Model Q&A: Freya Gallows

Freya Gallows | VIP Member | Verified Credits (39)

Model: Freya Gallows; Photographer: Shaun Tia Photography

Where are you from? Where are you based now and do you travel for shoots?

I’m not really based anywhere and haven’t been for nearly a decade, though I hail from California.

I’m always modeling and always traveling, but the proportions flip-flop: some of my trips are specifically focused on booking shoots, whereas others may have a different primary focus, leaving me with some local availability. 
Case in point: I’m answering these questions from southern China, having recently wrapped up my first modeling trip to Singapore. Before that I had a shoot in Cambodia, I was traveling in Vietnam, I was in Thailand training full-time in Muay Thai (I had my first fight, and nearly wound up starring in an indie movie), and before that, I had several shoots in Hong Kong.

Who or what inspired you to become a model?

It was a series of small catalysts. The idea was first planted in my head when I was scouted by a shoe brand and invited to pageants when I was twelve(ish), but my parents didn’t allow me to participate—which, in retrospect, I think was the right choice. Like most preteens, I was extraordinarily self-conscious, and modeling at that age, especially competitively, could’ve messed with my head pretty hard. It might’ve reinforced the toxic, and already pervasive, idea that my value comes primarily from my appearance and from competing with other girls.

Anyway, at seventeen I was babysitting my cousins on a cruise ship to Alaska when a handsome young NatGeo photographer approached me to ask about my jeans (which I’d drawn pictures all over) since he wanted to get a similar pair for a shoot. We got to talking and he told me about Model Mayhem.

When I signed up upon my return home the initial messages were far from promising. Most of them were pretty creepy and fixated on the fact that I was “still seventeen” like it made me some kind of prize. So, for a little while, I forgot all about it.

Model: Freya Gallows; Photographer: Theresa Manchester

How and when did you start modeling?

At nineteen, I was a STEM-field aspirant interning at NASA when I finally got a decent message on MM. It was professional, courteous, and sent by a photographer whose work looked nice and reflected attention to detail.

He mostly shot nudes, and I’d never posed nude, and while I had nothing against nudity and also knew that being naked on the Internet is a forever kind of decision that could affect my future prospects, so I wanted to give it serious thought. I basically asked him if we could agree to a clothed-to-lingerie shoot and then, if I decided that I felt comfortable, I’d disrobe on my own, but he wasn’t allowed to ask me to do so.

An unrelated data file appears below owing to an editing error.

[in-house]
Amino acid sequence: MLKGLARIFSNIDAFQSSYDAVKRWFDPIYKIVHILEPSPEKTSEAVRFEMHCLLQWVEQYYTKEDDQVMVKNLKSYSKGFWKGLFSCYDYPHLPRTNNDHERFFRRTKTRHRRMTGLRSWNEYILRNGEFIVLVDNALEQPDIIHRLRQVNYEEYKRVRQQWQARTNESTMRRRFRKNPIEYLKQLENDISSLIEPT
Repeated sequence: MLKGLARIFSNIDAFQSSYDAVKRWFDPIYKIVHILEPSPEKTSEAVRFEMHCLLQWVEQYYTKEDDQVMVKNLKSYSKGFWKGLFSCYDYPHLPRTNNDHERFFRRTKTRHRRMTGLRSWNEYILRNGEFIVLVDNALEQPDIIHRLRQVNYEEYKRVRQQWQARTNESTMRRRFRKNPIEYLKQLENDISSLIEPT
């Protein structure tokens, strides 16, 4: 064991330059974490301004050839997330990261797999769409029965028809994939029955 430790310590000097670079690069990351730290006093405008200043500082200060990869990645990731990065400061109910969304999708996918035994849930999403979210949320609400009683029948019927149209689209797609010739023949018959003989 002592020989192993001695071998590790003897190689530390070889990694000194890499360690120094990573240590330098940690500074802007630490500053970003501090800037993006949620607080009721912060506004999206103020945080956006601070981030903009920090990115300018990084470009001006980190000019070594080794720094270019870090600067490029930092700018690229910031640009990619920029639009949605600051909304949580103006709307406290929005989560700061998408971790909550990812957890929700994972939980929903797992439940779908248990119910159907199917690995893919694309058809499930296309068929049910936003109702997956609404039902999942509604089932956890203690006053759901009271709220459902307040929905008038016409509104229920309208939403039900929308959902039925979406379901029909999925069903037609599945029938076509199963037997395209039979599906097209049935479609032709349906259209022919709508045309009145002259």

He agreed, so I spent a week or two on getting reference checks, then looking up his name and his studio and made sure a few people nearby knew exactly where I was and how long I’d be there. The shoot was going well, and he kept his word about not trying to influence me to get naked, so after the first couple hours I just stripped down and the rest is history.

What type of modeling do you enjoy the most?

I gravitate towards well-executed conceptual portraiture. I love weird experiments. Any shoot that involves doing something I’ve never done before is a fun—and these days, rare—treat.

That said, most of my shoots are figure nudes or outdoor nudes for good reason: I’m well-suited to them. I like tromping around nude outdoors, I’m durable and not squeamish, and I know my own physical limitations.

Model: Freya Gallows; Photographer: Bob Freund

What do you look for when deciding to work with a photographer?

Optimally, good references from models I trust. Other than that, respectful, clear correspondence. I enjoy chatting and banter at shoots, but in my emails, I’m pretty no-nonsense. If someone claims interest, then, as soon as possible, I want to lock down the concrete details.

If someone is pressing me to divulge creative ideas, or wants to unload sob stories onto me, or makes vague monetary allusions or demands unnecessarily fast response times as if I should be chasing a job with them like it’s a carrot on a stick, or insists upon speaking on the phone before they’re actually in my calendar…then, from ten years of experience, I can say they’re almost certainly a time-waster—at best, and manipulative or even predatory at worst!

Which models or other artists currently inspire you?

I’ll stick to traveling freelance models because otherwise, this answer would be too long.

Can’t lie, I’m a bit out of the loop—I’m not active enough on social media to pay attention to which models are up-and-coming, and many of my model inspirations from my first few years are now semi-or-all-the-way retired (Kat Love, Nettie Harris, Katlyn Lacoste).

However, I’d mention two of my close friends who also happen to be immensely talented: NYMPH has twelve years of ballet experience so her proprioception and flexibility, among other things, are off the charts. She’s also inventive, intuitive, and kind. Theresa Manchester is impressive as both a model and photographer (she’s shot me a zillion times) and has an incredible amount of grit and perseverance.